The smoke and mirrors of taxation, regulation

Marijuana-legalization proponents insist taxing and regulating the drug will keep all of the health, crime and other social problems associated with its use in check. What they’re not telling you is that any tax revenues collected from the sale of marijuana won’t come close to covering costs to regulate the drug or address problems caused by its use.

Consider:

Federal and state government taxes collected on alcohol in 2007 totaled around $14.5 billion – a pittance compared to the $185 billion in alcohol-related costs to healthcare, the criminal justice system and productivity in the workplace. In the case of tobacco, Americans lose more than $200 billion each year in the social costs of smoking — and collect only about $25 billion in tax revenues from tobacco products.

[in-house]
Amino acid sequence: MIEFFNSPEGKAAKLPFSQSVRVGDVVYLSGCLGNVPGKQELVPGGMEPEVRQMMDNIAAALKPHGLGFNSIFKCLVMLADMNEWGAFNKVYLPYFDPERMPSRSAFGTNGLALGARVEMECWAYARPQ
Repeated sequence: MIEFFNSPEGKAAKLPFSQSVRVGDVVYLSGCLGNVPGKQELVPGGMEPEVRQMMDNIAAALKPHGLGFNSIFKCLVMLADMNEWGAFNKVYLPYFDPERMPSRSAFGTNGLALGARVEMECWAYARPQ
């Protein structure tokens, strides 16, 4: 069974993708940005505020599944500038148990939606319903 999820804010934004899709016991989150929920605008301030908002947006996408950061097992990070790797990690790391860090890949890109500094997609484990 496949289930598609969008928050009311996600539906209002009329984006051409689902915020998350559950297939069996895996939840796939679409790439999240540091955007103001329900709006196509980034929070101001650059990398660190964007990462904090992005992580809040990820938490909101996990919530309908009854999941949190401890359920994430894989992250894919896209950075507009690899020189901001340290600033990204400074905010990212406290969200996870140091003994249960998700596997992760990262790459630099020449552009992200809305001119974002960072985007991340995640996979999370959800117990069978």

In Colorado, where medical marijuana is legalized, the state agency charged with overseeing dispensaries is overworked, understaffed and unable to keep up with its regulatory responsibilities. This only emphasizes why medical marijuana would strain Massachusetts’ state enforcement agencies and already limited resources.